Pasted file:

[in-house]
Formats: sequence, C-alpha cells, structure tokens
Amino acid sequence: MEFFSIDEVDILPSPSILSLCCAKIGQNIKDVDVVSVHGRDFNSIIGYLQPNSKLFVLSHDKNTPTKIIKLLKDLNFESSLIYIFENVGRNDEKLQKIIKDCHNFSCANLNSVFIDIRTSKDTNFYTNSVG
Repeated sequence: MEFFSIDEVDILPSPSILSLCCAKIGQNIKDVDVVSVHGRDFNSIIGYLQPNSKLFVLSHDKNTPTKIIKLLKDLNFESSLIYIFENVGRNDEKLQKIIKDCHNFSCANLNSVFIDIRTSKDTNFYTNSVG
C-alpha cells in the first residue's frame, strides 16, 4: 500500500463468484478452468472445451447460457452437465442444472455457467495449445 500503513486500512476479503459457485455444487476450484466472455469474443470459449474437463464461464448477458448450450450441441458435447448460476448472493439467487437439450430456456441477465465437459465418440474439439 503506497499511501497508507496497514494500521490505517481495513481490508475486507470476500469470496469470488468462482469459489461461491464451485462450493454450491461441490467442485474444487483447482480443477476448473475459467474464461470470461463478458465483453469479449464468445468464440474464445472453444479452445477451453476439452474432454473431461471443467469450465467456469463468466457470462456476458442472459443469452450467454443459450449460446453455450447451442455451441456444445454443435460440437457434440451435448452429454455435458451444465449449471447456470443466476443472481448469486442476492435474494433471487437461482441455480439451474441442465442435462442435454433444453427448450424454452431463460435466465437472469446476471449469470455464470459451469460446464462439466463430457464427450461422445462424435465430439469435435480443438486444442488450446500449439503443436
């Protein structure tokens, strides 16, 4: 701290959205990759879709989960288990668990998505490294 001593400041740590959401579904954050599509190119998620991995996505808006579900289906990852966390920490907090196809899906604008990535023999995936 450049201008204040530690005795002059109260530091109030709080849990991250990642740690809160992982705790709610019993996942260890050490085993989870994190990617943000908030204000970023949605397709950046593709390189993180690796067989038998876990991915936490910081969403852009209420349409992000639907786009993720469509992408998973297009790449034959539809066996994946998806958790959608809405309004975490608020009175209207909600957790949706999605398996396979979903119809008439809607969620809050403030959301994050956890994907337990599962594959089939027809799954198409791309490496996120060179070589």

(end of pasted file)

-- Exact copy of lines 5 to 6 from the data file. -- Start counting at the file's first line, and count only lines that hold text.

C-alpha cells in the first residue's frame, strides 16, 4: 500500500463468484478452468472445451447460457452437465442444472455457467495449445 500503513486500512476479503459457485455444487476450484466472455469474443470459449474437463464461464448477458448450450450441441458435447448460476448472493439467487437439450430456456441477465465437459465418440474439439 503506497499511501497508507496497514494500521490505517481495513481490508475486507470476500469470496469470488468462482469459489461461491464451485462450493454450491461441490467442485474444487483447482480443477476448473475459467474464461470470461463478458465483453469479449464468445468464440474464445472453444479452445477451453476439452474432454473431461471443467469450465467456469463468466457470462456476458442472459443469452450467454443459450449460446453455450447451442455451441456444445454443435460440437457434440451435448452429454455435458451444465449449471447456470443466476443472481448469486442476492435474494433471487437461482441455480439451474441442465442435462442435454433444453427448450424454452431463460435466465437472469446476471449469470455464470459451469460446464462439466463430457464427450461422445462424435465430439469435435480443438486444442488450446500449439503443436
């Protein structure tokens, strides 16, 4: 701290959205990759879709989960288990668990998505490294 001593400041740590959401579904954050599509190119998620991995996505808006579900289906990852966390920490907090196809899906604008990535023999995936 450049201008204040530690005795002059109260530091109030709080849990991250990642740690809160992982705790709610019993996942260890050490085993989870994190990617943000908030204000970023949605397709950046593709390189993180690796067989038998876990991915936490910081969403852009209420349409992000639907786009993720469509992408998973297009790449034959539809066996994946998806958790959608809405309004975490608020009175209207909600957790949706999605398996396979979903119809008439809607969620809050403030959301994050956890994907337990599962594959089939027809799954198409791309490496996120060179070589």